On a pleasant Wednesday evening in late September, 30 eager tasters gathered in the LEA & SANDEMAN shop in Chiswick to taste Portuguese wine and to drink in words of wisdom from a very special guest speaker. We were honoured, thrilled and really rather excited to have secured, courtesy of Wines of Portugal, the services of the great Charles Metcalfe for the evening. Charles has been around the UK wine trade, seemingly, for ever as a writer, reviewer and all round enthusiast for the fruit of the vine. He was one of the founders of Wine Magazine, one of the organisers of the International Wine Challenge and was, for many years, a regular on TV particularly with Richard & Judy. He, also, just happens to harbour a particular passion for Portugal and Portuguese wine.
The tasting commenced with our latest Portuguese discovery Casa da Senra Loureiro 2012 Vinho Verde from Northern Portugal – a bright, lightish white which just plays with the idea of exhibiting some tropical notes, before refreshing the drinker with a crisp clean finish. Charles explained, after a small discourse about the portion sizes in Portuguese restaurants and exalting the virtues of salt cod, that Loureiro was one of the two best grape varieties grown in the Vinho Verde region.
The other of the two best varieties of the Vinho Verde, he said, is Alvarinho (known to many as Albariño, Galicia’s great gift to the wine world) which was fortunate, as the very next wine in the tasting was an Alvarinho – but not from the Vinho Verde, this was Peter Bright’s Terra d’Alter 2012 Alvarinho from the Alentejo. A little rounder, maybe a shade lusher, than a more ‘typical’ Alvarinho from more northerly vineyards, a very attractive crowd pleasing style of wine.
Introducing the Terra d’Alter gave Charles a chance to talk about Peter Bright, an Australian wine maker who has been living and working in Portugal for many years making some of the country’s more ground breaking wines, with his newest project – Terra d’Alter – up in the hills of the Alentejo. So, the next wine was another of Peter’s white wines – Terra d’Alter 2011 Reserva. The assembled throng were invited to guess the principal grape variety in this blend, and one canny taster spotted/guessed the guiding hand of the very un-Portuguese Viognier – much approbation on the head of said canny taster. The rest of the blend gave Charles ample opportunity to show off his Portuguese pronunciation – along with the 40% Viognier goes 15% Siria, 15% Arinto, 15% Verdelho and 15% Gouveio – even a seemingly familiar name like Verdelho was rendered with a Lusitanian flourish that puts us mere mortals to shame. A superb wine, difficult to sell given the lack of awareness of Portuguese whites in general and the somewhat anonymous bottle, but superb none the less. The Viognier starts the experience off with lush aromatics and a hint of sweet spices but the whole affair is grounded by the freshness and zip particularly, it seems, from the Arinto and Gouveio. The best white of the night.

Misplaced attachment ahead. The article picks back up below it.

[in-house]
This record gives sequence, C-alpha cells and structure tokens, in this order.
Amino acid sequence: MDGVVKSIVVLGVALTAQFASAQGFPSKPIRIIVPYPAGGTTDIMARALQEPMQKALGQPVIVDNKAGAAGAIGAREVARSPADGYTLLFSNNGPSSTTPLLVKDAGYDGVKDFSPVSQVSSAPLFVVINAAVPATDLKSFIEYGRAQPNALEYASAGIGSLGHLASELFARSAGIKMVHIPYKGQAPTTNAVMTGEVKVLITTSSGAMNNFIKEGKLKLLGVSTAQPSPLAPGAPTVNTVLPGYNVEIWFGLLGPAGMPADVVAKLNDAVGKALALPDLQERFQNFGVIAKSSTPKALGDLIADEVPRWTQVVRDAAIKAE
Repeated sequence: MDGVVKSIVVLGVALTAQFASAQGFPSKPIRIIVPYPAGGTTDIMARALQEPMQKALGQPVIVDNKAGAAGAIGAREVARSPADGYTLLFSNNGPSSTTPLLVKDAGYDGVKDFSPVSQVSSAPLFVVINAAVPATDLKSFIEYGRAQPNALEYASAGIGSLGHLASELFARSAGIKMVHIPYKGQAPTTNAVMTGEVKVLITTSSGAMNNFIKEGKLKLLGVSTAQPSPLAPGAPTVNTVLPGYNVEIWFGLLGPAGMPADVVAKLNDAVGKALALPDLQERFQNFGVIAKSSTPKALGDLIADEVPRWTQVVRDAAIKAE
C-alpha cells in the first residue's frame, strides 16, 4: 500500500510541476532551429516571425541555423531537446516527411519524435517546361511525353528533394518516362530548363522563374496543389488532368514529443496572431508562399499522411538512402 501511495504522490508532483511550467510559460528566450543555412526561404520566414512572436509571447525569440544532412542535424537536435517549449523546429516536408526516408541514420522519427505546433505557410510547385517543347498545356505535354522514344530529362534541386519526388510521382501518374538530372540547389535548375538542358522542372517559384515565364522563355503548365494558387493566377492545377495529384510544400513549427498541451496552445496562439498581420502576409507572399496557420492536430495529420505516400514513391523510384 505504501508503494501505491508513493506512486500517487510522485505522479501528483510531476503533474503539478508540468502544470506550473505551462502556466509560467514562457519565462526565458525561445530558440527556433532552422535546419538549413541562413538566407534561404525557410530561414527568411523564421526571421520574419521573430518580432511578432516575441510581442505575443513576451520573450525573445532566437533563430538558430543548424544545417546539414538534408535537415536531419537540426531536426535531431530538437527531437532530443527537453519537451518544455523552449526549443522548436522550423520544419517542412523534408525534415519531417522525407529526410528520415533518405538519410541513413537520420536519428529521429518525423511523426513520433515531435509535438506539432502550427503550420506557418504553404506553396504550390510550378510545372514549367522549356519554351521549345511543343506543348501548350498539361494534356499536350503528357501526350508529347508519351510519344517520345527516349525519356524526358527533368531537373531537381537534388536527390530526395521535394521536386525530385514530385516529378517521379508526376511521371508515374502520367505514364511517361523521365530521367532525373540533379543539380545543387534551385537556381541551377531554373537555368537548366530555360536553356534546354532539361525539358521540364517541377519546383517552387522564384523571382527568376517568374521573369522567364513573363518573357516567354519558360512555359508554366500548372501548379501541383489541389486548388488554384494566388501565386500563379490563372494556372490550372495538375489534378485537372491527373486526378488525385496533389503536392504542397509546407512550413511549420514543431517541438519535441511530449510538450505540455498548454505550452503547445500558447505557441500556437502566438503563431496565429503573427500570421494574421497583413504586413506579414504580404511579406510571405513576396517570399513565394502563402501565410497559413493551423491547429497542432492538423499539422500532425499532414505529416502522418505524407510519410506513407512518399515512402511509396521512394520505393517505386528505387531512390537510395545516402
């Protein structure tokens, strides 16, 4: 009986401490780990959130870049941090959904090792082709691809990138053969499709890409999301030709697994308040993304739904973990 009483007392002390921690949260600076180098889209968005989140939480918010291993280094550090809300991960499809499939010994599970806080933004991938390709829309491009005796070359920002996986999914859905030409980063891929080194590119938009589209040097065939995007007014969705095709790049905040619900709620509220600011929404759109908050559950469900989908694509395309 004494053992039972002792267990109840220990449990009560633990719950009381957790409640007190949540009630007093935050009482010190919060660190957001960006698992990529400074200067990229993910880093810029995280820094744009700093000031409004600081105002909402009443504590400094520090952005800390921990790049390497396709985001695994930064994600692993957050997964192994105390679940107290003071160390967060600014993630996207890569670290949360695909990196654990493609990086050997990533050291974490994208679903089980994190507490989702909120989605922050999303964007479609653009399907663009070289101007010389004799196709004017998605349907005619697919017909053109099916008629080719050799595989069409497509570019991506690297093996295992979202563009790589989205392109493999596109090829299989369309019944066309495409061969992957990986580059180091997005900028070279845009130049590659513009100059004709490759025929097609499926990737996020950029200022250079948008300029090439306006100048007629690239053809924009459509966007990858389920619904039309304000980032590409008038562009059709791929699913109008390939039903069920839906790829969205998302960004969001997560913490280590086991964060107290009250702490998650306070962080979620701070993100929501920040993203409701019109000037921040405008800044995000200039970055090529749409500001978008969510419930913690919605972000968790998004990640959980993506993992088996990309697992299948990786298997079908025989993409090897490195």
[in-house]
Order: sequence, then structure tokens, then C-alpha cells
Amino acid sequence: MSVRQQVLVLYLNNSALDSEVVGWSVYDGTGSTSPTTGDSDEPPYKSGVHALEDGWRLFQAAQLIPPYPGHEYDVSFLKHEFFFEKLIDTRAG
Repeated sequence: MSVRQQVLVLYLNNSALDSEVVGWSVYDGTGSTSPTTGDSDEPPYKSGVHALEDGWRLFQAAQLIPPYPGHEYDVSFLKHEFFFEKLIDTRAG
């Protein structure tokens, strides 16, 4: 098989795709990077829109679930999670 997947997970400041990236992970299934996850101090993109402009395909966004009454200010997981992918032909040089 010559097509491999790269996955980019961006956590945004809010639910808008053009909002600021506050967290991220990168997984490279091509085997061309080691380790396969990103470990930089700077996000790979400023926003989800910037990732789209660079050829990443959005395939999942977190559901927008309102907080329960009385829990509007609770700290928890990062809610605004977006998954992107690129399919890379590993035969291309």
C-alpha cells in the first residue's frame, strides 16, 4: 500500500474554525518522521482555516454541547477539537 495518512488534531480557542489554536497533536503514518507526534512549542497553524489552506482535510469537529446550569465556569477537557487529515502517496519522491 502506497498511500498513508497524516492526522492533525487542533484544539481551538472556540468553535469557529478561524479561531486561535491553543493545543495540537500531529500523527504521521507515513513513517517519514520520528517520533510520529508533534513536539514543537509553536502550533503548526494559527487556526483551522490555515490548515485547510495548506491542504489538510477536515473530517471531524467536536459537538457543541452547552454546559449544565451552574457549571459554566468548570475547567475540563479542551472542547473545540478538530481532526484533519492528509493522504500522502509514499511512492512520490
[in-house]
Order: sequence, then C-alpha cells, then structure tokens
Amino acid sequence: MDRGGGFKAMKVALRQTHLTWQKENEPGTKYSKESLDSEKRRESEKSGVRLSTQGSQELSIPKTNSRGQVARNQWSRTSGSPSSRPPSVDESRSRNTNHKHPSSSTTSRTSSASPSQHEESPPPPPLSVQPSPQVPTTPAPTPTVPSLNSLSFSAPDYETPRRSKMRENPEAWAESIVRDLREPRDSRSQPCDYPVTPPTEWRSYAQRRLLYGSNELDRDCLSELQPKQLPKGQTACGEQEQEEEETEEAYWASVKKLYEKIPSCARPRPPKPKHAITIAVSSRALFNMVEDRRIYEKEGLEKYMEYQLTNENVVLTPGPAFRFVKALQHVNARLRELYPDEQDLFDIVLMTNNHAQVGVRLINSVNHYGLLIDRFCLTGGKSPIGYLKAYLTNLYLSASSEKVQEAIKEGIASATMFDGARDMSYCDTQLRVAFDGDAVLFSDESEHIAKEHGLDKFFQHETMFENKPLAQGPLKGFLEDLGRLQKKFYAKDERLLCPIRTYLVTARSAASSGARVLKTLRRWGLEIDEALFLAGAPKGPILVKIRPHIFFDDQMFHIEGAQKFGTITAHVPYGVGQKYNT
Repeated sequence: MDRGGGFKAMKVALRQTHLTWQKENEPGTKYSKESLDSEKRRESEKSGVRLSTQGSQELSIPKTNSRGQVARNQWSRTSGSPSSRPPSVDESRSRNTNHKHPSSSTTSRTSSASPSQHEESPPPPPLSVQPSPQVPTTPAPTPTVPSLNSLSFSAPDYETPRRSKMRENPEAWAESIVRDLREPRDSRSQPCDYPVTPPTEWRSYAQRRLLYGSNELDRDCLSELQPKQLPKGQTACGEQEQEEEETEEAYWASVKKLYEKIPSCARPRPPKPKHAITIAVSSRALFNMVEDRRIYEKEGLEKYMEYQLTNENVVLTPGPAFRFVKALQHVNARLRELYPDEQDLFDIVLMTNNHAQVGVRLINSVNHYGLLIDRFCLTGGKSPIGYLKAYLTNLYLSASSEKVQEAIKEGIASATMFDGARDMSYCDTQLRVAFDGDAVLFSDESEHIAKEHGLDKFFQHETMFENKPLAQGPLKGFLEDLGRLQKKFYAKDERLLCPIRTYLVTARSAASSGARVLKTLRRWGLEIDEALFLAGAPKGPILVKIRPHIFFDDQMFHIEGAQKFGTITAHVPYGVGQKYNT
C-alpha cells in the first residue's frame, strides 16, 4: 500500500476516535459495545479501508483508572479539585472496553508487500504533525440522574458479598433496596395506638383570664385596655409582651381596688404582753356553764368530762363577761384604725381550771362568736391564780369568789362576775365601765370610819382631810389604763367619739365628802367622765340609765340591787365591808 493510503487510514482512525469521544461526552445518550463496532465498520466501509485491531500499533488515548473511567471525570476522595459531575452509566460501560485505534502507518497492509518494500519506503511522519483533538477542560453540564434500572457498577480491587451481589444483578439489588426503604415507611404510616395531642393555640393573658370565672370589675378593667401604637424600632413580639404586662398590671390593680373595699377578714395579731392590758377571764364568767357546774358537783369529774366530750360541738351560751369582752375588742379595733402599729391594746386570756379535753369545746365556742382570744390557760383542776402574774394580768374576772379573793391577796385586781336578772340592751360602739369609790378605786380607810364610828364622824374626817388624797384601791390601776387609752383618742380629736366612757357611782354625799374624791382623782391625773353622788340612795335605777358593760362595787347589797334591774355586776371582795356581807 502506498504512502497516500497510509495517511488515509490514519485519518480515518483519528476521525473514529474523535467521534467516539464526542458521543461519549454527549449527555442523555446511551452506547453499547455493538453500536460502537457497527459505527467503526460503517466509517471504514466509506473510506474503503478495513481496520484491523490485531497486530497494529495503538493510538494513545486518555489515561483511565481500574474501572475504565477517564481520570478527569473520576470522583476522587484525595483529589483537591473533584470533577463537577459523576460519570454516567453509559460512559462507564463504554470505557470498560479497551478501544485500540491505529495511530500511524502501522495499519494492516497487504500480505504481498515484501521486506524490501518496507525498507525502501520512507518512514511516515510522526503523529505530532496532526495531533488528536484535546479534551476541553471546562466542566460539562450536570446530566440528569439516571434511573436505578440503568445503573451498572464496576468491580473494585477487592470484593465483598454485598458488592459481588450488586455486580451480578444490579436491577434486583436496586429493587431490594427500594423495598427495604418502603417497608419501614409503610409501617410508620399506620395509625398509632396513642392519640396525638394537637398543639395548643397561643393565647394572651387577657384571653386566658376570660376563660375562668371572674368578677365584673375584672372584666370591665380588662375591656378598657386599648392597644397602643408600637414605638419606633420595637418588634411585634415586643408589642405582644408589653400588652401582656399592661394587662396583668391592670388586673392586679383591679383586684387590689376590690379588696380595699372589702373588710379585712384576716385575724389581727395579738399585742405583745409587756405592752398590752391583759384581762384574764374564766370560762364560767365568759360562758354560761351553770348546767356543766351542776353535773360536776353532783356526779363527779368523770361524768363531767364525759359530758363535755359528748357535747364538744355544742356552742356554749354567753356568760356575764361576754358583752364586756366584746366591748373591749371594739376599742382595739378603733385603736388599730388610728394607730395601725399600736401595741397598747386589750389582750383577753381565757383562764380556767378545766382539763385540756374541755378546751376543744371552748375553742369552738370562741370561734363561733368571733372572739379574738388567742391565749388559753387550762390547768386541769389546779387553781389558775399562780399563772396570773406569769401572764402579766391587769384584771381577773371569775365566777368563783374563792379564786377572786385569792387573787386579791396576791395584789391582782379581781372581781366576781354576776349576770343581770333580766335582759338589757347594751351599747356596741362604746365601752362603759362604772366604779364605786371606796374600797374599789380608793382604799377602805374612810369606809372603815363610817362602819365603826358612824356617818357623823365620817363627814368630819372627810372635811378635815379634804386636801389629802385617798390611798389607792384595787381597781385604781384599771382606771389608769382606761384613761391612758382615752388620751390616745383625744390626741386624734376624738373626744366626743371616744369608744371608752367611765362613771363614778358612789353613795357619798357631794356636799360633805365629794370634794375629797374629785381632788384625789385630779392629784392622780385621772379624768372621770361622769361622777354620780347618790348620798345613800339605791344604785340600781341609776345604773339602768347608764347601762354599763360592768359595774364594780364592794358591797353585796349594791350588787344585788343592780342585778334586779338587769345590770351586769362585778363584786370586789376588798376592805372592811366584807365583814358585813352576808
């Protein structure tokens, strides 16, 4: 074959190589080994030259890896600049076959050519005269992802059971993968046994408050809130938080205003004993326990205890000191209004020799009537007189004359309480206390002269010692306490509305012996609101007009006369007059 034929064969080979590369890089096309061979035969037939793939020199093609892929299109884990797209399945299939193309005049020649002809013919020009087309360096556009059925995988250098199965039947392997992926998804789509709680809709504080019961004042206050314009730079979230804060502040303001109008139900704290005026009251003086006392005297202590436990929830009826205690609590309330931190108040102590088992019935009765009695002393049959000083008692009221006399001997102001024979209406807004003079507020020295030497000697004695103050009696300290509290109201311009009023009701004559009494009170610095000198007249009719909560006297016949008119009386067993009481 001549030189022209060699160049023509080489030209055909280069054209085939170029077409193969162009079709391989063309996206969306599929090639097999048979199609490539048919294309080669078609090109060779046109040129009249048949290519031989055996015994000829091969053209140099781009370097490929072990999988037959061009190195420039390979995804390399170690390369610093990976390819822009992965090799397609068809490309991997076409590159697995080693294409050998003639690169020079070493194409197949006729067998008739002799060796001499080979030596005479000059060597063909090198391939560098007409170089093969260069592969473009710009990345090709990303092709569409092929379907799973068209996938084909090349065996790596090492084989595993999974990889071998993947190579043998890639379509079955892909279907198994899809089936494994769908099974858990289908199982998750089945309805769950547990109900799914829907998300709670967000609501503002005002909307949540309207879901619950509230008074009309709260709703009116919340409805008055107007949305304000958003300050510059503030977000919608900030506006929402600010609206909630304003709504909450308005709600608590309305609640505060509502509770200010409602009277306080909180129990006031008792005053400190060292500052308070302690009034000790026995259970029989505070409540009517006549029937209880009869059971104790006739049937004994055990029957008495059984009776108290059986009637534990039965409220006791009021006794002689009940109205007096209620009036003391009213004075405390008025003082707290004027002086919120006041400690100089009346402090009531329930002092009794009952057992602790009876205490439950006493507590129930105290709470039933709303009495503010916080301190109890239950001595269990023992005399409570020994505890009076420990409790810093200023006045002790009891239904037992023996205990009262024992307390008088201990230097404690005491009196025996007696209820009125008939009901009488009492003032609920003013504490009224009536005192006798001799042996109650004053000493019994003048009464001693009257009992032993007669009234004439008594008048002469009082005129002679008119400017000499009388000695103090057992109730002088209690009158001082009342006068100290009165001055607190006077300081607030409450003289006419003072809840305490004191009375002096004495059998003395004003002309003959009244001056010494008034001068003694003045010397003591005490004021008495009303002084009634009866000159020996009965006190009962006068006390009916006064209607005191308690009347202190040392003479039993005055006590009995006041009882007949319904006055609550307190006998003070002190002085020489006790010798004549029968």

The Terra d’Alter theme continued with the first red – Terra d’Alter 2011 Alfrocheiro – a wine that has already proved popular with the good folk of Chiswick. The slightly softer, juicy appeal of this little cracker was well received. Charles likened the Alfrocheiro to Merlot given that, in its native Dão, it plays the supporting role to Touriga Nacional in the way that Merlot supports Cabernet Sauvignon in Bordeaux, an analogy that makes a change from the usual “Pinot Noir of Portugal” appended to Alfrocheiro.
Giving Peter Bright’s wines a rest, we moved on to a Dão – Casa de Mouraz 2010. Charles knows the couple who make the Mouraz and talked about their organic approach and the fact that they’ve recently embraced biodynamics. That cued a short discourse on biodynamic viticulture ending with the common conclusion that we don’t know why or how it works, but it seems to work.
Next up was was Dirk Niepoort’s extraordinarily packaged Drink Me 2011 Douro – a lush and seductive red made from an array of Douro varieties and aged (mostly) in barrique for 18 months.
A brief flirtation with Bairrada followed with a 100% Baga wine from Luis Pato, his Vinhas Velhas 2010, a wine which gave Mr Metcalfe plenty of opportunity to remind us that ‘Baga’ is pronounced ‘bugga’. Then on to the last of the evening’s Terra d’Alter wines, but saving the best ’til last – Outeiro 2010 – sexy, seductive, rich, enveloping, lush, big and wonderful; oaked and, yes, a bit oaky; maybe less ‘typically’ Portuguese and more ‘international’ in style, but what a wine. Peter Bright moved into the Alentejo with the intention of making wonderful wines from Portuguese varietals, but some of the vineyards were already planted with French varieties, and some of the vines were quite old and well established, and there’s no point wasting good vines, so he has been able to fashion this extraordinary offering. French grape varieties they may be, but this is a blend that you’d struggle to find in France (or anywhere else for that matter) – 50% Syrah, 50% Petit Verdot – fermented and aged in American oak for 22 months. Awesome, unsubtle and lovely; not cheap but, if you got this much oomph and character in something Australian or Californian for £10 more, you’d argue that it was good value.
The evening was rounded off with a small glass of chilled Sandeman 20 year old Tawny Port whose satisfying hazelnutty caramel dried fruit character sent everyone home with a warm glow.
As expected, Charles Metcalfe was engaging, witty, enthusiastic and informative with a nice relaxed style. He even managed to break into song at one point! The wines showed well, the atmosphere was chilled (especially with air con on full blast) and everyone had a great time.